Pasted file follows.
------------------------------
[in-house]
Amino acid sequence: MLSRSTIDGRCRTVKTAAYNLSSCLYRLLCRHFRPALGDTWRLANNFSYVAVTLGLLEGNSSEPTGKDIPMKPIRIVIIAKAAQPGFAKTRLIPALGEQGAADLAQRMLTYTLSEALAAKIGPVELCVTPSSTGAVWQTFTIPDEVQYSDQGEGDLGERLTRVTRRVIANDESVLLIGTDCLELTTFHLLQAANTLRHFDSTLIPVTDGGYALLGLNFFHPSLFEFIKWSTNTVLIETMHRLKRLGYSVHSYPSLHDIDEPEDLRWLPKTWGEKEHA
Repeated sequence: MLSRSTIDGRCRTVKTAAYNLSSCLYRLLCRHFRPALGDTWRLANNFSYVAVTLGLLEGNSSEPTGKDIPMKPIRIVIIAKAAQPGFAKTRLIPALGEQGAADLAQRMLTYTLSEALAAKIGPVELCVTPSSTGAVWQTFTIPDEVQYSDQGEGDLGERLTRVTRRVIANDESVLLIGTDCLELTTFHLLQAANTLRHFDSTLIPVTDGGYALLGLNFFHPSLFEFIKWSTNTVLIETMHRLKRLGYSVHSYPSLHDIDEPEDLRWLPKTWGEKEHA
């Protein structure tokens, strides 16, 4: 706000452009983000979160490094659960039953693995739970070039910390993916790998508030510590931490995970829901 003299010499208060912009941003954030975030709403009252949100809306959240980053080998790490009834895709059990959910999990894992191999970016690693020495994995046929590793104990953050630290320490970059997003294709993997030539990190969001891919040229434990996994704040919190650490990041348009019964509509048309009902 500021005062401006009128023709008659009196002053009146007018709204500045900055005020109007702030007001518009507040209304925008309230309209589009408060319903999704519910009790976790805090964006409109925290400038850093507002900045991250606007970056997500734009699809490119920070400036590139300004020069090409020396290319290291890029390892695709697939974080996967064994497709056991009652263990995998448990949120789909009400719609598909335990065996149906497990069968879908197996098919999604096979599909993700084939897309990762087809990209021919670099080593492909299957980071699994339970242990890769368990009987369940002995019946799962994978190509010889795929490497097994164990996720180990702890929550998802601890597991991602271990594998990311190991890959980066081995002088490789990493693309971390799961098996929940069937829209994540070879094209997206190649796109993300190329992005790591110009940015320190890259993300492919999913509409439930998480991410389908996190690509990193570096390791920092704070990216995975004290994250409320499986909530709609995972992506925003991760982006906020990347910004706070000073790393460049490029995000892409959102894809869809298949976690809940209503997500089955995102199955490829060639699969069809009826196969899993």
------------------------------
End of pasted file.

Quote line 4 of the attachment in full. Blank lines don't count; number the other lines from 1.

């Protein structure tokens, strides 16, 4: 706000452009983000979160490094659960039953693995739970070039910390993916790998508030510590931490995970829901 003299010499208060912009941003954030975030709403009252949100809306959240980053080998790490009834895709059990959910999990894992191999970016690693020495994995046929590793104990953050630290320490970059997003294709993997030539990190969001891919040229434990996994704040919190650490990041348009019964509509048309009902 500021005062401006009128023709008659009196002053009146007018709204500045900055005020109007702030007001518009507040209304925008309230309209589009408060319903999704519910009790976790805090964006409109925290400038850093507002900045991250606007970056997500734009699809490119920070400036590139300004020069090409020396290319290291890029390892695709697939974080996967064994497709056991009652263990995998448990949120789909009400719609598909335990065996149906497990069968879908197996098919999604096979599909993700084939897309990762087809990209021919670099080593492909299957980071699994339970242990890769368990009987369940002995019946799962994978190509010889795929490497097994164990996720180990702890929550998802601890597991991602271990594998990311190991890959980066081995002088490789990493693309971390799961098996929940069937829209994540070879094209997206190649796109993300190329992005790591110009940015320190890259993300492919999913509409439930998480991410389908996190690509990193570096390791920092704070990216995975004290994250409320499986909530709609995972992506925003991760982006906020990347910004706070000073790393460049490029995000892409959102894809869809298949976690809940209503997500089955995102199955490829060639699969069809009826196969899993």